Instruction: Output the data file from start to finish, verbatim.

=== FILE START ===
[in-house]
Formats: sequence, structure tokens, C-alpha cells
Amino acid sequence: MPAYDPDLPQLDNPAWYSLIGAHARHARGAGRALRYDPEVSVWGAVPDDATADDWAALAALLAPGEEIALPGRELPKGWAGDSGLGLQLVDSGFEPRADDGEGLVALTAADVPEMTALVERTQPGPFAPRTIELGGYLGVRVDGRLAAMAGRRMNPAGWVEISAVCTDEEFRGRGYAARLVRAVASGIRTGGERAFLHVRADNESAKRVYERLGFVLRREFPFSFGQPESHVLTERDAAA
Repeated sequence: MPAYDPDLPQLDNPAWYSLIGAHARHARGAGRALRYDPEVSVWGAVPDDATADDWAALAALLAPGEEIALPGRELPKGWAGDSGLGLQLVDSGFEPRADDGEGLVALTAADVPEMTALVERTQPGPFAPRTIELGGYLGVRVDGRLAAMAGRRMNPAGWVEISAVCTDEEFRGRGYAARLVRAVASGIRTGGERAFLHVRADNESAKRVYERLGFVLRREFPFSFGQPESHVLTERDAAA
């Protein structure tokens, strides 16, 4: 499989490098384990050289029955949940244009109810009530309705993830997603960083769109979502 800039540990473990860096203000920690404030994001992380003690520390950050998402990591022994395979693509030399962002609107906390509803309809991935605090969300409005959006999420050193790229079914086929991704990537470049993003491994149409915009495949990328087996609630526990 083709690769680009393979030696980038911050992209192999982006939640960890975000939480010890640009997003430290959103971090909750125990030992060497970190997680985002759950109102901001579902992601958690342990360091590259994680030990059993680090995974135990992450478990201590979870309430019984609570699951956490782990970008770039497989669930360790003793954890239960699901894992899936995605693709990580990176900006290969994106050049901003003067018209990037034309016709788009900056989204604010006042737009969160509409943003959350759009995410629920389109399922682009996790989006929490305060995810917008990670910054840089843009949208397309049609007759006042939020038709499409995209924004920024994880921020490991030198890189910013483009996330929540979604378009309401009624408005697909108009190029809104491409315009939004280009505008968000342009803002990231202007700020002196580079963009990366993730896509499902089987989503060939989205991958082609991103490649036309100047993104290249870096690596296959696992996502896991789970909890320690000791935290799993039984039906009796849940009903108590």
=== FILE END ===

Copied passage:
[in-house]
Formats: sequence, structure tokens, C-alpha cells
Amino acid sequence: MPAYDPDLPQLDNPAWYSLIGAHARHARGAGRALRYDPEVSVWGAVPDDATADDWAALAALLAPGEEIALPGRELPKGWAGDSGLGLQLVDSGFEPRADDGEGLVALTAADVPEMTALVERTQPGPFAPRTIELGGYLGVRVDGRLAAMAGRRMNPAGWVEISAVCTDEEFRGRGYAARLVRAVASGIRTGGERAFLHVRADNESAKRVYERLGFVLRREFPFSFGQPESHVLTERDAAA
Repeated sequence: MPAYDPDLPQLDNPAWYSLIGAHARHARGAGRALRYDPEVSVWGAVPDDATADDWAALAALLAPGEEIALPGRELPKGWAGDSGLGLQLVDSGFEPRADDGEGLVALTAADVPEMTALVERTQPGPFAPRTIELGGYLGVRVDGRLAAMAGRRMNPAGWVEISAVCTDEEFRGRGYAARLVRAVASGIRTGGERAFLHVRADNESAKRVYERLGFVLRREFPFSFGQPESHVLTERDAAA
């Protein structure tokens, strides 16, 4: 499989490098384990050289029955949940244009109810009530309705993830997603960083769109979502 800039540990473990860096203000920690404030994001992380003690520390950050998402990591022994395979693509030399962002609107906390509803309809991935605090969300409005959006999420050193790229079914086929991704990537470049993003491994149409915009495949990328087996609630526990 083709690769680009393979030696980038911050992209192999982006939640960890975000939480010890640009997003430290959103971090909750125990030992060497970190997680985002759950109102901001579902992601958690342990360091590259994680030990059993680090995974135990992450478990201590979870309430019984609570699951956490782990970008770039497989669930360790003793954890239960699901894992899936995605693709990580990176900006290969994106050049901003003067018209990037034309016709788009900056989204604010006042737009969160509409943003959350759009995410629920389109399922682009996790989006929490305060995810917008990670910054840089843009949208397309049609007759006042939020038709499409995209924004920024994880921020490991030198890189910013483009996330929540979604378009309401009624408005697909108009190029809104491409315009939004280009505008968000342009803002990231202007700020002196580079963009990366993730896509499902089987989503060939989205991958082609991103490649036309100047993104290249870096690596296959696992996502896991789970909890320690000791935290799993039984039906009796849940009903108590």